pipe_through :api scope "/v1", Api.V1, as: :v1 do
resources "/users", UserController
end scope "/", AppWeb do
get "/", PageController, :index
resources "/users", UserController, only: [:show]
Now, our router has a nested scope, with our user resource defined in the innermost one. This way, Phoenix knows where to go when someone navigates to
/api/v1/users ! It is immediately obvious how easy this will be to begin adding more and more routes with this nested scope structure, as well as adding new versions later on.
Quick Addendum: Why do we need the browser pipe?
You may be wondering why we need the
"/" scope at all, since we are creating an API. Well, if you try to run the server without this resource defined, you will receive any error about a
user_path not defined.
This is because Phoenix comes with Path Helpers. Path Helpers are functions that are dynamically defined on the Router.Helpers module for your app (You can read more about Path Helpers here)
user_controller.ex, you’ll see the
user_path function the compiler is complaining about. This particular path helper resolves to
/users. Try running
phx.routes with and without that resource defined in the
"/" scope, and you will see how the path will no longer be available.
Putting the files in their correct place
We are almost ready to run our server, but first we need to copy the generated user controller, since our app is now expecting it at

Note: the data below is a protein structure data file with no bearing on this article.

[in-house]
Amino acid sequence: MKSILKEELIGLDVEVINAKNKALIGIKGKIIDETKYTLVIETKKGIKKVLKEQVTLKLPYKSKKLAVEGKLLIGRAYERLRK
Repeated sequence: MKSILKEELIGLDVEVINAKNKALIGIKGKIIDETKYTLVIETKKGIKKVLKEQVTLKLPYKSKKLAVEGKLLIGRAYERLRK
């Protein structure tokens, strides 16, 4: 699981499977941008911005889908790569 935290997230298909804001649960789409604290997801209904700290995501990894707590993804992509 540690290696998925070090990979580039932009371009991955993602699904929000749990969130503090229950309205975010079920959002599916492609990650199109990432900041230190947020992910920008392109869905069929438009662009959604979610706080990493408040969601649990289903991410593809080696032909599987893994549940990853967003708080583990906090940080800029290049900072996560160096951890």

api/v1/users. Right now,
user_controller.ex lives at
app_web/controllers/ . Let’s copy that bad boy to
app_web/controllers/api/v1/user_controller.ex . You will need to create these folders yourself. Change the namespace of this controller as well from
We need to do the same thing for
app_web/views/api/v1/user_view.ex. Also change it’s namespace from
Your app structure should now look like this.
Now let’s run
phx.server ! Once you run that command, navigate to
Quick Note: I am using Postman to interact with my API
Hurrah! Our API is working as expected! There is nothing in our database yet, so this route returns nothing for the moment.
Creating a user through the API
Now we have one more thing we need to do before we can consider this complete, we need to test and make sure that we can create new users through this API. Let’s take a look at the create method in
It is expecting a parameter called ‘user’. For those who might be confused, it is expecting a JSON object with a key called ‘user’, and a JSON object associated with that key with all of the values we need to make a user. The structure will look like this…
Let’s go ahead and try to post this to our API! In Postman, change the request type to POST and add the JSON to the body of the request, like so.
Now let’s submit……
Hooray! Now if we submit a GET request, we should get our new user back.
Excellent! You should be in a good spot now to begin branching off and making your own API!
This is what I have come up with after reading the Phoenix documentation, as well as the very excellent videos from Elixir Casts. My motivation was to use the new 1.3
phx.gen generators, and use the resulting output for my RESTful API. If I missed anything, or if you think there is a better way to do this, please let me know! I would very much like to hear it. I am by no means an expert in Phoenix, but I am incredibly impressed with the framework, and I hope this helps someone get off the ground more quickly than I did.